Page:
In Professor Tawhid's view, seniority sometimes fails to provide fuel and the new path lies in self-innovation, even for an old business school established in 1872.

Jiemian Education: What is the difference between the cooperation with Chinese enterprises this time and those in the past? What does emlyon business school want most?


There is no future for business schools to do academic research in the ivory tower. Schools must be geared to businesses, professional institutions, and communities etc., even to be more open than before. Only when there is dialogue between enterprises and schools can there be mutual benefit and reciprocity. In fact, this is the idea that underpins this cooperation. Unlike in the past, the cooperation this time has a larger size. Some of them are of tripartite cooperation modes, with a higher degree of integration.

On the one hand, students can get career opportunities, be it internship or work. On the other hand, we also hope to know what kind of talents they need and how to make our talents recognized in Chinese business community.

Jiemian Education: Recently, business schools seem to be quite keen on AI technology. Some business schools even offer AI courses and set up AI colleges. How do you see the impact of new technologies on business education?


There are two trends that I firmly believe will happen in the next decade. One of them is the widespread use of AI. If we look back, business development has different themes in different times, such as the marketing in the 1970s, the corporate finance in the 1980s, the supply chain in the 1990s, the Internet in the 2000s, the digital collaboration in the 2010s, and big data and artificial intelligence in the 2020-2030s. It will integrate mathematics, economics, neurology, psychology and computer science, and profoundly change human lifestyle and business practices.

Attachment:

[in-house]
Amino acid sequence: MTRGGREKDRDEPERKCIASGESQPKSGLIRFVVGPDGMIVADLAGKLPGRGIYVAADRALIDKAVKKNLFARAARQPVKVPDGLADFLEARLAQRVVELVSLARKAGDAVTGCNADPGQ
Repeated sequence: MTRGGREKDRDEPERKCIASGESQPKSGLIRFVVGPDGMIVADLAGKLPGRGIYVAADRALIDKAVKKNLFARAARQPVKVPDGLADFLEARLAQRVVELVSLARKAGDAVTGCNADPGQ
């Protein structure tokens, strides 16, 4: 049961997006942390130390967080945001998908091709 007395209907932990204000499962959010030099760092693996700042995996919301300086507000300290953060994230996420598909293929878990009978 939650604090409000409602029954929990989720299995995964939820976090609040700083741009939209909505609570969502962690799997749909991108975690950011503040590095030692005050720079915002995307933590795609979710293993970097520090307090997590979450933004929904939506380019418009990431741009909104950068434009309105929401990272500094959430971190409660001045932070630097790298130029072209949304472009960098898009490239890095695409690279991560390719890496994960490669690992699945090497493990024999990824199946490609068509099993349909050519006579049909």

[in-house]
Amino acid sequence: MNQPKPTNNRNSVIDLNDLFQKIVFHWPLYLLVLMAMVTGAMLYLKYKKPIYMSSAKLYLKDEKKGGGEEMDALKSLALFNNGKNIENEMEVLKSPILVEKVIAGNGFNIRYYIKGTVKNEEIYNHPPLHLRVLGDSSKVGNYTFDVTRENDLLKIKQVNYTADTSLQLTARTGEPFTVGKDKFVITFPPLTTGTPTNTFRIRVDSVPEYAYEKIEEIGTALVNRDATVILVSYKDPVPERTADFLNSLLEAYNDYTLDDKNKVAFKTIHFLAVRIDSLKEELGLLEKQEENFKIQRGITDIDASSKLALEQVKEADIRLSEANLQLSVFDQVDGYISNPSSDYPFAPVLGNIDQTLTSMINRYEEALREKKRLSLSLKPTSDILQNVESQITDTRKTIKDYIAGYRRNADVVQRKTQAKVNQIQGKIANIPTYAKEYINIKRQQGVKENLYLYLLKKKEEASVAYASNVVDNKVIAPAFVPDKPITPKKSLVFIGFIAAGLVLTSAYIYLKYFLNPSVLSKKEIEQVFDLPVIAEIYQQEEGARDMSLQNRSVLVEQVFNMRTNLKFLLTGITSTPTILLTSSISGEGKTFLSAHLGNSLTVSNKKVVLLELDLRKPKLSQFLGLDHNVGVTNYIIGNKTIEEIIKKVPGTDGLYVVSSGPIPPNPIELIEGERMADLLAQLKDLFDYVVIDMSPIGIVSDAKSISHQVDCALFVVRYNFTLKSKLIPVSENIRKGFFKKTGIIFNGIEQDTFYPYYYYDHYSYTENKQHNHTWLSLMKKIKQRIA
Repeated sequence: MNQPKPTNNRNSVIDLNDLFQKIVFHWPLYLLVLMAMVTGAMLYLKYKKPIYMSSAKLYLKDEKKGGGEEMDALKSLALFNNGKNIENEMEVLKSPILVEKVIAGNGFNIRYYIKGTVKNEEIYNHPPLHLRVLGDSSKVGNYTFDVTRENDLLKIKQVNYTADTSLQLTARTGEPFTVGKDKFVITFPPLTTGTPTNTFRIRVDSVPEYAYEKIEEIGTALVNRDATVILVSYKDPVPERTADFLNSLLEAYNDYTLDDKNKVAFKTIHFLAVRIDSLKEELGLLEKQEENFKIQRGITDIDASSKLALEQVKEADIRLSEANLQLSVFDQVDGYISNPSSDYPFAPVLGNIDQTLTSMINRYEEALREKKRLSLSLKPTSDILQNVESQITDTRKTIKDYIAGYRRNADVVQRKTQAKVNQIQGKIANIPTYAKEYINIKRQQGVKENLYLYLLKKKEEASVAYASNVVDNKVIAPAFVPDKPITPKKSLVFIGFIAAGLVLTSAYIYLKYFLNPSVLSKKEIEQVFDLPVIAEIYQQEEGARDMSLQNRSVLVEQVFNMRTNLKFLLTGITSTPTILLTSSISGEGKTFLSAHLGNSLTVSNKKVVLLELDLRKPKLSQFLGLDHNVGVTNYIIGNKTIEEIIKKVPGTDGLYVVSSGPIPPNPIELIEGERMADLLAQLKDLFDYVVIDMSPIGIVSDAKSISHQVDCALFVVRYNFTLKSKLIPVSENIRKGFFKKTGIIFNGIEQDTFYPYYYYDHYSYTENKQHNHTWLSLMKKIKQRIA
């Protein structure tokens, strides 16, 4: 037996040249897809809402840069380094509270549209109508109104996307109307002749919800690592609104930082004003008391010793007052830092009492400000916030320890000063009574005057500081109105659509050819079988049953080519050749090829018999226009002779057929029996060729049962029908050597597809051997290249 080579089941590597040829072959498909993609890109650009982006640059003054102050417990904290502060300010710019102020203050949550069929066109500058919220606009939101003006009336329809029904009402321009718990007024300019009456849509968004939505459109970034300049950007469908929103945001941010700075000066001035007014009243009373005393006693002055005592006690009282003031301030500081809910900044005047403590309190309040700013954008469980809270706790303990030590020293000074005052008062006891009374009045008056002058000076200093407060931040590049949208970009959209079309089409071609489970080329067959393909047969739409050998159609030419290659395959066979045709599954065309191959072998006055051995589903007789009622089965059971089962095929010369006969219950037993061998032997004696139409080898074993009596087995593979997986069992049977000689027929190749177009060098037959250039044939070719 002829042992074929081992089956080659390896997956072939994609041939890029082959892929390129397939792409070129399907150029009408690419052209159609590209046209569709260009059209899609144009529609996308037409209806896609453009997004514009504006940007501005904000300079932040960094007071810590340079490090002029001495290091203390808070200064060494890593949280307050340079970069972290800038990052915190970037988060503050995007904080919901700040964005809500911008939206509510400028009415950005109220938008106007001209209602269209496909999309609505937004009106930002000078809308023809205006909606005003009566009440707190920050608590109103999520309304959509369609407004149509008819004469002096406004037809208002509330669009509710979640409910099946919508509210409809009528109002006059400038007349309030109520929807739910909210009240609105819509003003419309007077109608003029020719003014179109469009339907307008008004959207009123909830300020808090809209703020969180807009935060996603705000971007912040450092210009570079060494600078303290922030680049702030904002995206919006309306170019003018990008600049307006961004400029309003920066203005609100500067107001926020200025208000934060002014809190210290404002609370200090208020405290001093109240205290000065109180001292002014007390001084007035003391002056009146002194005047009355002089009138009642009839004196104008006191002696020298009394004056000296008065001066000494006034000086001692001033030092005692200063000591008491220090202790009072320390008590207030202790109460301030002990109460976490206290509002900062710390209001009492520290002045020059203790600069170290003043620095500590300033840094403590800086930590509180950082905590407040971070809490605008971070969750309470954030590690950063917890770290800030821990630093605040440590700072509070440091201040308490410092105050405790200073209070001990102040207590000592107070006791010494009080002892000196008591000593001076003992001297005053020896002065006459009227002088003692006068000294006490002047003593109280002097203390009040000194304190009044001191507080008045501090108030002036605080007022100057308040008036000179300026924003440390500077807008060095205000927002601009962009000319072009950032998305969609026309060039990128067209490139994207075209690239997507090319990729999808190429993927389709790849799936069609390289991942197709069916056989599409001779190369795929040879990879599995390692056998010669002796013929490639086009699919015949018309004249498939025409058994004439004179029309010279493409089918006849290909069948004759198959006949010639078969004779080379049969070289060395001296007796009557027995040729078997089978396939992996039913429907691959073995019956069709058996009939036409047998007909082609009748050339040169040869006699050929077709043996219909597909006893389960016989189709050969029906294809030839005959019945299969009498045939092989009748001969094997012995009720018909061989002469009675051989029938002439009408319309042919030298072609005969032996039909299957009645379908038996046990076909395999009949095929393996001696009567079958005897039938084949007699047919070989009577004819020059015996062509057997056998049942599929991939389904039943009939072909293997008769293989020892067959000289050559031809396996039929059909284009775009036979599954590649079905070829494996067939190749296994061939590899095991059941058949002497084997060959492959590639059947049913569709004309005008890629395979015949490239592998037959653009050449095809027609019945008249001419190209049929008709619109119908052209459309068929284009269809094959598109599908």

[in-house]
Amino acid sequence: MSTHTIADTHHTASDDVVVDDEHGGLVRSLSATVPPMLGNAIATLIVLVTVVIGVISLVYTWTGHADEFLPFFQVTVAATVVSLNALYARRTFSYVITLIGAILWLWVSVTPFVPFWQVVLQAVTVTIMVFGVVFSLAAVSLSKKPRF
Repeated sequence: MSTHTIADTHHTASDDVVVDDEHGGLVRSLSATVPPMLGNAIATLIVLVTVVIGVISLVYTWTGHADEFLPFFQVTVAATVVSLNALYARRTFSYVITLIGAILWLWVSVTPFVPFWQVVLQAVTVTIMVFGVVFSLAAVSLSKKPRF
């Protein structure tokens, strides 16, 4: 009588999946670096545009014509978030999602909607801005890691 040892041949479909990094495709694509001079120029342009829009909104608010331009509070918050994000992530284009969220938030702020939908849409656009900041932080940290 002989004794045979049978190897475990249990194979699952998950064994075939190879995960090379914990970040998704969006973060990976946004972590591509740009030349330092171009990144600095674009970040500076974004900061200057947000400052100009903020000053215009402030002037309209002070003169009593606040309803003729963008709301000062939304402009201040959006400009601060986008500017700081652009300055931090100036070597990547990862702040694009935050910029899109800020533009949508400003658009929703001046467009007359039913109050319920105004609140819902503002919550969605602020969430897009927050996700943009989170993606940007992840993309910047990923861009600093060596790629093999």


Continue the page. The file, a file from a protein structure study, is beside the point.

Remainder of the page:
Under the influence of AI, technology becomes autonomous, tools are liberated, and people and machines become collaborators. Human consumption, self-care and learning styles will all become different, especially in terms of learning and education. Although emlyon business school has been established for nearly 150 years and we have accumulated enough experience in human learning, we have not had much experience in machine learning. Other business schools have the same confusion.

We have created AI learning courses in management schools with two main directions: one is based on the impact of AI on education, as we are trying to predict its requirements for future learning skills; the other is how to apply AI to business management without neglecting "humanity".

Jiemian Education: The business schools worldwide are facing some challenges. For one thing, the research capacity in businesses can sustain themselves while that of business schools is backward. What opportunities are there for business education and talents when most entrepreneurs now are technical talents?


There are indeed. For example, AI just mentioned will directly affect the notion of “profession”. According to Dell's Institute for the Future (IFTF), 85% of professions in 2030 are now nonexistent, posing a challenge to the talent-training model of business schools. I think the business schools should pay less attention to diplomas but more attention to students' employability in the future.

The application of new technologies often creates many gaps that cannot be filled in by existing human experience, but a manager has to have experience as well as knowledge. The opportunity for business schools lies in how to anticipate future business trends and to adjust teaching methods and directions in a short time. The position of emlyon business school is that we, every member of the school, see ourselves as factories or shops that produce, process and sell educational products and services. Only by participating in every link can we move forward the organization.